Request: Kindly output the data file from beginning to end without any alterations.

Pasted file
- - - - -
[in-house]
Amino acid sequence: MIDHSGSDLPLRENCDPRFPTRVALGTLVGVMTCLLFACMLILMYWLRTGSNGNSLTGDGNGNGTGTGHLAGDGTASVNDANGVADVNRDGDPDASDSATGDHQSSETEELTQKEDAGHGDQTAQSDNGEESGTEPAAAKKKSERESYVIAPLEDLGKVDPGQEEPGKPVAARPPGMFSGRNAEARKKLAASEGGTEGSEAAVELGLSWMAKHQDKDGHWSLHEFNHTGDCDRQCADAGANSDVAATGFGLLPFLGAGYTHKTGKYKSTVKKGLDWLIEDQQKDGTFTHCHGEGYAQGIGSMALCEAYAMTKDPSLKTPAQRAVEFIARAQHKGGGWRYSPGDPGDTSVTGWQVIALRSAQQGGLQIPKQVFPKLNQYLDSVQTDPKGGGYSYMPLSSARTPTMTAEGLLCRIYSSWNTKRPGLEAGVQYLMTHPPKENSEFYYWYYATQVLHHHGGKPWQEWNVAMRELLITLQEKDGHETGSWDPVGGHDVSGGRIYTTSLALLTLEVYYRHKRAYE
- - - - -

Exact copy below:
[in-house]
Amino acid sequence: MIDHSGSDLPLRENCDPRFPTRVALGTLVGVMTCLLFACMLILMYWLRTGSNGNSLTGDGNGNGTGTGHLAGDGTASVNDANGVADVNRDGDPDASDSATGDHQSSETEELTQKEDAGHGDQTAQSDNGEESGTEPAAAKKKSERESYVIAPLEDLGKVDPGQEEPGKPVAARPPGMFSGRNAEARKKLAASEGGTEGSEAAVELGLSWMAKHQDKDGHWSLHEFNHTGDCDRQCADAGANSDVAATGFGLLPFLGAGYTHKTGKYKSTVKKGLDWLIEDQQKDGTFTHCHGEGYAQGIGSMALCEAYAMTKDPSLKTPAQRAVEFIARAQHKGGGWRYSPGDPGDTSVTGWQVIALRSAQQGGLQIPKQVFPKLNQYLDSVQTDPKGGGYSYMPLSSARTPTMTAEGLLCRIYSSWNTKRPGLEAGVQYLMTHPPKENSEFYYWYYATQVLHHHGGKPWQEWNVAMRELLITLQEKDGHETGSWDPVGGHDVSGGRIYTTSLALLTLEVYYRHKRAYE